Forget the buzzwords, the “Bears Way” and the need for toughness and an identity.
And forget, even, the obvious: “Whom are you going to hire to coach?”
When the Bears’ brass — chairman George McCaskey, president Ted Phillips and adviser Ernie Accorsi — interviews four GM candidates, there are questions they’ll need answered.
Here are five big ones:
1. What’s your plan for Jay Cutler?
McCaskey said he was a big fan of his quarterback, personally and professionally, “but all of the personnel decisions are going to be up to the new general manager and the new head coach.”
It stands to reason, then, that Bears management has the stomach for parting with Cutler, be it through trade or release.
But would you?
Cutler’s $15.5 million salary in 2015 is already guaranteed. But if Cutler is on the roster on the third day of the league season — March 12 — $10 million of the $16 million owed him in 2016 becomes guaranteed, too.
Your future bosses said they have Super Bowl aspirations this upcoming season.
Are your odds better with Cutler or the oh-so-unimpressive list of free-agent quarterbacks? Brian Hoyer, anyone? Mark Sanchez? Jake Locker? Jimmy Clausen?
You have too many needs in other places to draft a quarterback early.
2. How will you deal with distractions?
The previous regime approved Brandon Marshall’s weekly trips to New York to appear on TV, and it gave Lance Briggs the day off so, whether it knew it or not, he could open a barbecue restaurant.
Would you allow that?
More important, how will you deal with Marshall? Last year alone, he signed his contract on “The View,” held a news conference to rehash an old domestic-violence charge and, on at least two instances, challenged someone to a boxing match.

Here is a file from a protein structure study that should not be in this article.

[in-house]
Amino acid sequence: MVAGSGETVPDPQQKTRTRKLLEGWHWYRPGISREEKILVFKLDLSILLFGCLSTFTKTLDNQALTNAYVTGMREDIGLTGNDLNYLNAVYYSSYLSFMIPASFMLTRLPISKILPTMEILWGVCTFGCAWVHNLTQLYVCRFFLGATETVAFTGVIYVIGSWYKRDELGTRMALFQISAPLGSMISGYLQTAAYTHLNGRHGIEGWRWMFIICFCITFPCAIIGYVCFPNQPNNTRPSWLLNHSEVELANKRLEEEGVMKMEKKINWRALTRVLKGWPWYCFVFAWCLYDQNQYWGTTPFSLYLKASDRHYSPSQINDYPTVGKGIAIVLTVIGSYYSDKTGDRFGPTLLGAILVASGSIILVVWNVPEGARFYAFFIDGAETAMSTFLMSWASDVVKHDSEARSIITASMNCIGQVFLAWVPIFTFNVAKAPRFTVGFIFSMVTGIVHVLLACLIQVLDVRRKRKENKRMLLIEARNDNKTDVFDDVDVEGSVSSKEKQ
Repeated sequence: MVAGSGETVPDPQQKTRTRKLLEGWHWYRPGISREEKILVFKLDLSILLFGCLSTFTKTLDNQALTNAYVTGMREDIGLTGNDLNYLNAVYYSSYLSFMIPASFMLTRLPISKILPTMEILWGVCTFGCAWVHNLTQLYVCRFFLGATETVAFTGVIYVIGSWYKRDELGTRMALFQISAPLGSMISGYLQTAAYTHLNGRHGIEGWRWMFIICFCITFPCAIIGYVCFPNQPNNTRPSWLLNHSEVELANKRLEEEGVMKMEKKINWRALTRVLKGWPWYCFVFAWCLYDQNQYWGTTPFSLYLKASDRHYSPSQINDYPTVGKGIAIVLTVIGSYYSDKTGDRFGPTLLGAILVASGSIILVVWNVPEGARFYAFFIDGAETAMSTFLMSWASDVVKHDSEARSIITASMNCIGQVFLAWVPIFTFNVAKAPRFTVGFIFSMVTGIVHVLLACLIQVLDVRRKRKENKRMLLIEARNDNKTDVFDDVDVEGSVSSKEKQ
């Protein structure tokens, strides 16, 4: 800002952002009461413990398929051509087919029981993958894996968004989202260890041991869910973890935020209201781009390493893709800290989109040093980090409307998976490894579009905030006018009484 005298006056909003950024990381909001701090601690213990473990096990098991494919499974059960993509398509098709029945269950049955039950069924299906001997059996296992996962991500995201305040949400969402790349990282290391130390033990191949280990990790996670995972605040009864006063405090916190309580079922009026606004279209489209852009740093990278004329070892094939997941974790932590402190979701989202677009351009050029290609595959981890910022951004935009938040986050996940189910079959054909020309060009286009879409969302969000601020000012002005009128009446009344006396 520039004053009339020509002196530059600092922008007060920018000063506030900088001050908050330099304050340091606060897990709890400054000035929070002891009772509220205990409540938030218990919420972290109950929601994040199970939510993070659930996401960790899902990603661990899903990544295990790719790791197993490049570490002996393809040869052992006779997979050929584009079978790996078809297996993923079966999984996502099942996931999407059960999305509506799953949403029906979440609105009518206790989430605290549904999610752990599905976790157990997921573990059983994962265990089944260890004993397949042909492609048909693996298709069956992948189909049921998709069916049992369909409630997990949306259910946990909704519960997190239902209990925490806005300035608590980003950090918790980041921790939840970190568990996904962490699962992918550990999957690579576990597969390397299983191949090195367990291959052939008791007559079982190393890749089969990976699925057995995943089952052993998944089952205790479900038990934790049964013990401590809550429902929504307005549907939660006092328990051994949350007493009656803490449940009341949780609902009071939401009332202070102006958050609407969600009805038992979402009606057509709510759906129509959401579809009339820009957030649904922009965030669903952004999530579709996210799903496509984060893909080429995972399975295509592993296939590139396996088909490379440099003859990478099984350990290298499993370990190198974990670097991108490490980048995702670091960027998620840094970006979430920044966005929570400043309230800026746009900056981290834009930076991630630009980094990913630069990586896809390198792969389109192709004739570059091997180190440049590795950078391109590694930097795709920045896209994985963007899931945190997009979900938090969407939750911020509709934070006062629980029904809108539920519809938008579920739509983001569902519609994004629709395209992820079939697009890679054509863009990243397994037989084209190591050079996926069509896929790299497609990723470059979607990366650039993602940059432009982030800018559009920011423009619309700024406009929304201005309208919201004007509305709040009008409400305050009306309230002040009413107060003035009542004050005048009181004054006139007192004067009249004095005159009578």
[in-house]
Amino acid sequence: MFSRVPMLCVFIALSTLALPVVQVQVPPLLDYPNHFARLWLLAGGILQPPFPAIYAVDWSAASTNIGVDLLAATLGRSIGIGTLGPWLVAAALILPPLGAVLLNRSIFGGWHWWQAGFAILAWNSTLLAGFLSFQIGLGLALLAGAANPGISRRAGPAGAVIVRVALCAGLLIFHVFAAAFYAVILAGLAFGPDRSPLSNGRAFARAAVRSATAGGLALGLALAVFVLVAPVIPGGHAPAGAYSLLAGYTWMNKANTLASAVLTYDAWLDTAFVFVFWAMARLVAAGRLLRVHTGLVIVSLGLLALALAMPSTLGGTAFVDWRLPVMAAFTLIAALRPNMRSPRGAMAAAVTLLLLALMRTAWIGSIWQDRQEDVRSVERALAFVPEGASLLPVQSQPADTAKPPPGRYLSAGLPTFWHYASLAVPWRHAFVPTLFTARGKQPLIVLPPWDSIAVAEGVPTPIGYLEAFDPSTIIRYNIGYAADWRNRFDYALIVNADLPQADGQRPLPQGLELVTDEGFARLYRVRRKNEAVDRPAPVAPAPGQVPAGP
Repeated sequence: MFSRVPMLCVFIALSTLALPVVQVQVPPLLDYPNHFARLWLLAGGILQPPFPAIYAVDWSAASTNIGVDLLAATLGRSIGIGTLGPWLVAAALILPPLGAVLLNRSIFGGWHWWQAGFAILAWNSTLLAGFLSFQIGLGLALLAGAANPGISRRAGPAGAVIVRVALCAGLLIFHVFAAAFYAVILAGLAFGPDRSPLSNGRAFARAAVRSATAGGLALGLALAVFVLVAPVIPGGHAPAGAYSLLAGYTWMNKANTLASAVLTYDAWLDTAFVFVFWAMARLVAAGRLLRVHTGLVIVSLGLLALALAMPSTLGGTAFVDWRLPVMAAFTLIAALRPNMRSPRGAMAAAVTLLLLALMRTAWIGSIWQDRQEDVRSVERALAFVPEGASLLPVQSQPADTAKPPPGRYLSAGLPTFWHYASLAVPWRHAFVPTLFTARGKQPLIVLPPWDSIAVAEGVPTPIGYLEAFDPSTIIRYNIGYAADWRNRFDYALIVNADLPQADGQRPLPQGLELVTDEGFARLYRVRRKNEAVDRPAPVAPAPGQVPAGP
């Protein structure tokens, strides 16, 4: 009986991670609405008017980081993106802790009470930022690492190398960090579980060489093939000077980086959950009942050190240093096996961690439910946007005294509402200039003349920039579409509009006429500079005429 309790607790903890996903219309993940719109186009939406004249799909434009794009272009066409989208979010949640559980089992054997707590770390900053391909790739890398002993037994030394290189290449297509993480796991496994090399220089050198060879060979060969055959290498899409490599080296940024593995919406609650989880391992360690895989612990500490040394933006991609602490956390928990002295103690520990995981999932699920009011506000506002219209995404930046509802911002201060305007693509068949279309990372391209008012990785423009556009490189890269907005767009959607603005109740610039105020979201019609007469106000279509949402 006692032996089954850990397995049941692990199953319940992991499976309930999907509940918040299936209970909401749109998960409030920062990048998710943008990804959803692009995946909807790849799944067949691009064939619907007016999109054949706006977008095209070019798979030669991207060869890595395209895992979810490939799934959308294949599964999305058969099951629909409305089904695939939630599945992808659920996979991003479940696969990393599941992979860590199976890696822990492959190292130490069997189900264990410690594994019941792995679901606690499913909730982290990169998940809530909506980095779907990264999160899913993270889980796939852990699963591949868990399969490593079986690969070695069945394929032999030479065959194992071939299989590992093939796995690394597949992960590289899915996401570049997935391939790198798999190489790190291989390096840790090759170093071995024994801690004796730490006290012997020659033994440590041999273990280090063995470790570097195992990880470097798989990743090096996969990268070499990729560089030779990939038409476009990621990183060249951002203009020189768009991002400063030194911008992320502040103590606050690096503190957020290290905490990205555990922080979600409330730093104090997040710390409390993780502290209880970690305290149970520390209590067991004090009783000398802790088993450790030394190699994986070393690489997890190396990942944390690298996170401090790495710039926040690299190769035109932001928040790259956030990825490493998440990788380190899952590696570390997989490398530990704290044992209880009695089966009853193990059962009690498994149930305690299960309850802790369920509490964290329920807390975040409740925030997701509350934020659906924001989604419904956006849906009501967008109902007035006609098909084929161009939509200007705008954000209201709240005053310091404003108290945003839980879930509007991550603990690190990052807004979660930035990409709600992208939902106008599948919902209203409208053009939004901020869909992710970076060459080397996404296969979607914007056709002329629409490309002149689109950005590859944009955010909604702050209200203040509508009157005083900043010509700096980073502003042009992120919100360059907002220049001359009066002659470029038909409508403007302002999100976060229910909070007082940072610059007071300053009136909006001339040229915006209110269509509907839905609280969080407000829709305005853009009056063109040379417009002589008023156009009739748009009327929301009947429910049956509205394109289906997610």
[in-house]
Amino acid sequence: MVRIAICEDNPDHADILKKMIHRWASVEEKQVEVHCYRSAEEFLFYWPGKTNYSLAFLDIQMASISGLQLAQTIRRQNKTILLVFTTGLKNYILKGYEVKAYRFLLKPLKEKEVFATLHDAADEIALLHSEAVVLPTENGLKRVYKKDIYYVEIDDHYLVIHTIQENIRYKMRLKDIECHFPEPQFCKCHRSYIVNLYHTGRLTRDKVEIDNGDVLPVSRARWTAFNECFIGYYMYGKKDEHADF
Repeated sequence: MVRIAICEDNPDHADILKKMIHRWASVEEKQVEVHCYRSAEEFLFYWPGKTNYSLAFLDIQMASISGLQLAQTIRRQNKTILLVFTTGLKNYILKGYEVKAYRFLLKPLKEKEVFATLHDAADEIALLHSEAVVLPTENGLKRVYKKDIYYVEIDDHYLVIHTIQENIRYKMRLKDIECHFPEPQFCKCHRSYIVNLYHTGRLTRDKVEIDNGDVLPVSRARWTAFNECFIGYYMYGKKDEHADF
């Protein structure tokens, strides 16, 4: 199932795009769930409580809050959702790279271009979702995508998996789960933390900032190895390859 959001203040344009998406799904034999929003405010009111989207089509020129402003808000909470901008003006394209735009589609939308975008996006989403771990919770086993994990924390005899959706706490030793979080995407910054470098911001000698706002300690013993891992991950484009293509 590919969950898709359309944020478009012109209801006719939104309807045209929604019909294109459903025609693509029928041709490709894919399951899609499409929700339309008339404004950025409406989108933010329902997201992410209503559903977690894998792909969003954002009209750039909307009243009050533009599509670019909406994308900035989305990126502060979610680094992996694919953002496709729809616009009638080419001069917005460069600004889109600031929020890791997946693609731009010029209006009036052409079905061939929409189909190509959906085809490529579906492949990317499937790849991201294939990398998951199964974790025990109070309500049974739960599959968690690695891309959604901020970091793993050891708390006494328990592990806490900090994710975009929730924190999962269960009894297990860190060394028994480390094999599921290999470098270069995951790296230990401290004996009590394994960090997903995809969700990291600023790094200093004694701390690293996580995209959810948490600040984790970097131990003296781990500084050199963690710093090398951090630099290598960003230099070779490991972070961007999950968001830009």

His contract runs another three years, and he shows no sign of tamping down his personality. Is that OK with you?
3. Philosophically, where should the Bears go?
It’s a dicey question for a place that falls back on history so fast.
Do you want to be the Monsters of the Midway 2.0? Or was there a reason the Bears chose the offensive-minded Marc Trestman (because they realized that, in the modern NFL, explosive plays — and playmakers — are a must)?
In a division with Aaron Rodgers, must the Bears terrorize him with a pass rush (as the Lions do) or try to outscore him through the air?
How will your coach steer those concepts?
And are your future bosses, rooted in the past, on board with it?
4. A tricky one: How will you make the defense both younger and better?
In his three drafts, deposed general manager Phil Emery selected seven mostly unimpressive defensive players in the first three rounds.
Of those, cornerback Kyle Fuller and linebacker Jon Bostic can help you next year, though the verdict is still out on Shea McClellin. Defensive tackles Ego Ferguson and Will Sutton could be rotation players for a while.
You’ll be drafting seventh and need help at linebacker, safety and cornerback. How will you make sure your hit rate is better than the Bears’ was the last three years?
Everyone wants to draft and develop players. But you’ll desperately need to. The Bears were the third-oldest team in the NFL last season.
5. How will you handle departing vets?
Divorces are always ugly, but when Brian Urlacher walked away in a huff and later retired, his veteran defensive teammates noticed. It created a rift on the team that never truly healed.
If you decide you don’t want Briggs or Charles Tillman to return, fine.
But there’s a trick to letting them go without allowing them to influence locker-room culture for years to come.